Green, slow food, locavore: Two decades ago these words identified a color, a pot roast, and a made-up creature resembling a cross between a train and a T-Rex. Today these are buzzwords identifying you as an environmentalist, or at least someone who cares about what they put into their body. The language of the land is on the lips of everybody these days, from politicians to local baristas.
Farming Simulator, a hugely popular game on PC coming to consoles for the first time, wants to tap into this sudden dirt-lust brought on by an increasing reliance on mass-produced goods and all things digital. But is this purported “simulation” a contradiction in terms? Our growing appetite for fake-realities is spawning a dangerous reliance on misnomers. Farming Simulation is the latest culprit: At best, a vague approximation that misleads; at worst, a vision of our world so disconnected from reality as to teach players lies about what they don’t already understand.
In 1989, the original SimCity released and became a hugely popular game, but not because of the inherent fun to be had with simulating our daily life at a macroscopic level. As millions left the urban centers for suburban expanse, SimCity evoked what had become an exotic lifestyle. Cities were places to visit; suburbs were places to inhabit. The dense swirl of congestion and high-rises was a foreign land for many; much of SimCity’s appeal was in manipulating this strange, unknowable reality.
Over the next two decades, the game has become a genre in itself, branching off into other fake-simulations that approximated complicated systems such as SimAnt or SimEarth. But neither of these spotlight actual situations in which the player could participate otherwise. We can’t shrink down and cultivate an ant’s colony, nor can we rise above the planet and decide its fate with deity-like precision.
But people do farm. They’re called farmers. They drive things called tractors, tend to milk-giving cows, and grow plants such as corn. Farming Simulator attempts to give us access to something we could do if we really wanted to. But the inherent distance between what is offered in-game and what is possible in real life is too great. What’s deemed a simulation becomes the exact opposite.
In John McPhee’s Oranges, he writes how “for a long time, people believed that salt airs coming off the Gulf Stream were somehow responsible for the quality of the Indian River orange,” a renowned strain of the citrus fruit. McPhee then writes, “Pomologists [fruit tree experts] say that the salt-air theory is nonsense.” The earth is a fickle mistress; it’s near-impossible to ever please her perfectly all the time. We could never simulate a system so organic and frangible as the practice of cultivating a productive harvest.
This is one aspect of GIANTS Software’s Simulator that approaches reality, at least for this player: I have little hope to ever attain mastery of its rules. I fear this is an accidental truth. Playing the game, I feel unqualified. I know nothing. Information blurbs to aid the new player explain where to put your empty tipper when the combine is full; I know what neither the tipper nor the combine look like and so am utterly lost.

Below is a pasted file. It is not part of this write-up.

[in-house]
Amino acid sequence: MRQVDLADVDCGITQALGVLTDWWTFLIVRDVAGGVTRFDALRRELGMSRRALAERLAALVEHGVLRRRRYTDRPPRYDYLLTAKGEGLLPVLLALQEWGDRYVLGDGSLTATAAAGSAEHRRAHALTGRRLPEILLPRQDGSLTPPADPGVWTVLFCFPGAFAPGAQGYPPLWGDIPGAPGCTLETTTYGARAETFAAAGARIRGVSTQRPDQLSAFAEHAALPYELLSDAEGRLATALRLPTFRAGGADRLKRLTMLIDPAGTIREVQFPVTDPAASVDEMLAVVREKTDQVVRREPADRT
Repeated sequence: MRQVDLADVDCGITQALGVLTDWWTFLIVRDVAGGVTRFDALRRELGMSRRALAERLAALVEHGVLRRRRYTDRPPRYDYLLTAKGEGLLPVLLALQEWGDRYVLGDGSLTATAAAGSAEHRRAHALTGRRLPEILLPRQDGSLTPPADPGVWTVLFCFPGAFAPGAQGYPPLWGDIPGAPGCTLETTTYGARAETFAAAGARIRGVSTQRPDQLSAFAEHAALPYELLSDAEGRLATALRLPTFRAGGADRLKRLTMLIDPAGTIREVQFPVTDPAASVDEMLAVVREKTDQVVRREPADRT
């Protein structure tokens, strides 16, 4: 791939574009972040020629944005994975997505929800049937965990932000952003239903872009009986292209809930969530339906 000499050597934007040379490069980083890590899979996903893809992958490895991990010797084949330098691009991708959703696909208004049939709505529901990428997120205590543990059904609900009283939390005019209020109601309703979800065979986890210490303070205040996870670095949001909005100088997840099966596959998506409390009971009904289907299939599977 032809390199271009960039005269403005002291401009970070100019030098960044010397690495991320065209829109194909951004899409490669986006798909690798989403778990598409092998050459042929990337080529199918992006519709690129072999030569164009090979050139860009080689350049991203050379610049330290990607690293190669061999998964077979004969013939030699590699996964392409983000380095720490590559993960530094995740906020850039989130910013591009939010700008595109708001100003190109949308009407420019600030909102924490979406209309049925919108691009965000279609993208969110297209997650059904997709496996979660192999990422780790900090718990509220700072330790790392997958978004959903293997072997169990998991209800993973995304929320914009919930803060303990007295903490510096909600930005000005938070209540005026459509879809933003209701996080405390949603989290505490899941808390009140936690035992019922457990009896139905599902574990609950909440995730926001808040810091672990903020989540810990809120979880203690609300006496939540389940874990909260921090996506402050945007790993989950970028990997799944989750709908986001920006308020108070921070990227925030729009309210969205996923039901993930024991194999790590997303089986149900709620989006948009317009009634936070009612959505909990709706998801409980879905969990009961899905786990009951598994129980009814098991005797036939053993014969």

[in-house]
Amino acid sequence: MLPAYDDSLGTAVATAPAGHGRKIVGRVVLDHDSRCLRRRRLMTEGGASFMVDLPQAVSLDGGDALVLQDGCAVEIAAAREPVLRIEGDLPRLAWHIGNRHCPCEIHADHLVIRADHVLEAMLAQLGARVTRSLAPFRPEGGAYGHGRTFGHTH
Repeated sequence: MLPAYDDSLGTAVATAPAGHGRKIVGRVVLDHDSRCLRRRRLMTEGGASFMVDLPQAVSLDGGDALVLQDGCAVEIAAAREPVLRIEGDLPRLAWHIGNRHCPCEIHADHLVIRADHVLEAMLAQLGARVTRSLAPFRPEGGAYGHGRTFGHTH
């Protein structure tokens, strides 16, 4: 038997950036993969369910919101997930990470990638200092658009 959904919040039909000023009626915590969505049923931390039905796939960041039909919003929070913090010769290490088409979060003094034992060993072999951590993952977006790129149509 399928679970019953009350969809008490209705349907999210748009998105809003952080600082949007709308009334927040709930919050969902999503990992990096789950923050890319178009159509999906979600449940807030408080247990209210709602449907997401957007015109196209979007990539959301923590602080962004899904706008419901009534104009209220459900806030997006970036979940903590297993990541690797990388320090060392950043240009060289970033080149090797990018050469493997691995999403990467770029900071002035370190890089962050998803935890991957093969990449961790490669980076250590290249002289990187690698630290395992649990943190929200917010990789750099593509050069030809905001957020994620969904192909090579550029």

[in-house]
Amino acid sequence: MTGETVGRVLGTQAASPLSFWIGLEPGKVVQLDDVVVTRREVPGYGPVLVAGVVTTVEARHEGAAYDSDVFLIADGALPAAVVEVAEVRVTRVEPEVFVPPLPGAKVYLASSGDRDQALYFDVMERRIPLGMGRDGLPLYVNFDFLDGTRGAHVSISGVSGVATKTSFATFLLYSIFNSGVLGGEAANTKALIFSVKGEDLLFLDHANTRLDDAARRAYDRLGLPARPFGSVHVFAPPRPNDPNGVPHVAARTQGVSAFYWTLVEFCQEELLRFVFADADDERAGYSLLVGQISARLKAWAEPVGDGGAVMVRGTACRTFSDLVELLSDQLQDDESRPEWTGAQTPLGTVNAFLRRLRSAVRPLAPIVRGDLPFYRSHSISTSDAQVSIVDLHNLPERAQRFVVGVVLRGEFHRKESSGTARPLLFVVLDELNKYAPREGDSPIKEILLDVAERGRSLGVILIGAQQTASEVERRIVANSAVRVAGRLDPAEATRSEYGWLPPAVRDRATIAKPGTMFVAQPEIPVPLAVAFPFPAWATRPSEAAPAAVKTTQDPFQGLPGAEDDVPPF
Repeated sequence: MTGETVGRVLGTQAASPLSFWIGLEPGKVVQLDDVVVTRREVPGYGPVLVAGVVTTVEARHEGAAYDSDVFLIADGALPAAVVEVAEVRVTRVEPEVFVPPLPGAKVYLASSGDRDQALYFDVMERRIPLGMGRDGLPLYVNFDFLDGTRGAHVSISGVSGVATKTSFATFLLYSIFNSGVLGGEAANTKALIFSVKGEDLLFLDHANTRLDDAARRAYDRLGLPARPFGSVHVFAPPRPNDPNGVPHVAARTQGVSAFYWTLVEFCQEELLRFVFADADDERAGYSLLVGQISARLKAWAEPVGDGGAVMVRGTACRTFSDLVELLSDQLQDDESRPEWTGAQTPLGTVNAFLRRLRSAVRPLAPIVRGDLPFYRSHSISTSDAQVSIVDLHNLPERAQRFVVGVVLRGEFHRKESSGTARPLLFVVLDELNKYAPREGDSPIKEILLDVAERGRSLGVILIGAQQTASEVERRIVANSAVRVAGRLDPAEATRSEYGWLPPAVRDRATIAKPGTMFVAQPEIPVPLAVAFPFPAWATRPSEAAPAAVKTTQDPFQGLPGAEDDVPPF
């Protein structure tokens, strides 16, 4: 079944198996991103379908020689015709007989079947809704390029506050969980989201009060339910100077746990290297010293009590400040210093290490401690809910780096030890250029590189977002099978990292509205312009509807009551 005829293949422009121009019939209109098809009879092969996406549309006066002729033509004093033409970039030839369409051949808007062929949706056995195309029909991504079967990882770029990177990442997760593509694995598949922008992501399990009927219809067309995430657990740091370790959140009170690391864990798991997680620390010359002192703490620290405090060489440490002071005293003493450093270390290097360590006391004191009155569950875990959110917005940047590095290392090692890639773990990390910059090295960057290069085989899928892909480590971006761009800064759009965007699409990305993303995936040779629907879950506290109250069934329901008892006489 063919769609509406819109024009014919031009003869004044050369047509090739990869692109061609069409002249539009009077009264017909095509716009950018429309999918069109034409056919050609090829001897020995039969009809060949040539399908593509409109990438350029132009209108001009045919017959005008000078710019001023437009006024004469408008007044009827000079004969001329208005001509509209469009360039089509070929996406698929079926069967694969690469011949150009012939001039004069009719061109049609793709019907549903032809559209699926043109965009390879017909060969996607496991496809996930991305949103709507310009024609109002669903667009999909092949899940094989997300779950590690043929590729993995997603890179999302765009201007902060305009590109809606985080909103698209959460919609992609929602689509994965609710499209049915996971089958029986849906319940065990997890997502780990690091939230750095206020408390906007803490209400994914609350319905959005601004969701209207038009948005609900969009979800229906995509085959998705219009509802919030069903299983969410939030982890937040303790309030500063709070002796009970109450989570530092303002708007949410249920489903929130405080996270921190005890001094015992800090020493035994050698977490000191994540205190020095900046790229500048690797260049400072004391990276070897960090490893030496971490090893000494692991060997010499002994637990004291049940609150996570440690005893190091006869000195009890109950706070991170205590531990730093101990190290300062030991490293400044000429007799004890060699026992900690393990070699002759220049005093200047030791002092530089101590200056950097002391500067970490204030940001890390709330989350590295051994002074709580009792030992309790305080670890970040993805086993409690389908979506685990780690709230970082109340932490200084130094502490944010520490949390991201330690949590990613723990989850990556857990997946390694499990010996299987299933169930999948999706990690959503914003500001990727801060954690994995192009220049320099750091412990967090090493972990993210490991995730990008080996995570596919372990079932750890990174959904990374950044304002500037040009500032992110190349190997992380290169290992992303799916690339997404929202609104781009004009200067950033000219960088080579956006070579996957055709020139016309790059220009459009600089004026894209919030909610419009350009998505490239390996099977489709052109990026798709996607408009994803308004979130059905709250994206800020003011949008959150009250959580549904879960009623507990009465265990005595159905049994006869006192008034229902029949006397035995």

Minutes click by in seconds. Easy rock music plays softly in the background. Or mute the tunes and crank up the sound effects; it’s easy to zone out to the steady clatter of a tractor engine. After some time I even grew to enjoy the monotony, pulling one type of device over the earth, then pulling another device. Raising and lowering the metal teeth into the dirt. Maybe it wouldn’t be so bad, this farming.
Of course, “this farming” doesn’t resemble the farming of 2013. Dan Halpern, in an article for Harper’s last summer, explains that “33,000 farms—0.15 percent of the 2.2 million in the United States—account for about half of all agricultural revenue.” These mega-farms rely on giant customers, chains like Walmart or fast-food restaurants like McDonalds, to buy massive quantities of crops. But any operation unable to grow and process such huge amounts are effectively out of the game. They sell to local markets, or local customers through programs such as CSAs, Community Supported Agriculture. Some can make a living this way. Many others cannot.
Farming Simulator speaks to none of these issues: You sell your crops based on a varying price list tuned to mimic real market variables but which amounts to something closer to a randomizer. To do otherwise would likely break the consistency needed to offer a player new goals. But I want to see this game instead: Where huge monoliths destroy your family business with a flick of a pen, signing a contract with a rival plot; where a Happy Meal’s new inclusion of apples suddenly increases apple production by a thousand fold.
In another twenty years, grade-school kids may well be buzzing about the next big simulation game, neutering an antiquated technique and massaging it into entertainment: Writing in Cursive Simulator. Imagine: Connecting the various swoops and dotted i’s will feel like finger-dancing to children raised on a pure digital alphabet, just as FarmVille and Farming Simulator appeals to a generation a thousand miles removed from the tomatoes they buy at the store. We like to play with what we don’t understand. And today, we don’t understand farming.
A videogame could be the perfect medium to combat this ignorance, especially when so much of farming is less about the seed and soil and more about heavily-automated technology. What medium could be better than a videogame to display the mechanistic process by which plants are planted and crops are harvested in 2013? But for now, that simulation has yet to be made. I’ll be crossing my soil-free fingers.
Cover image courtesy Roo Reynolds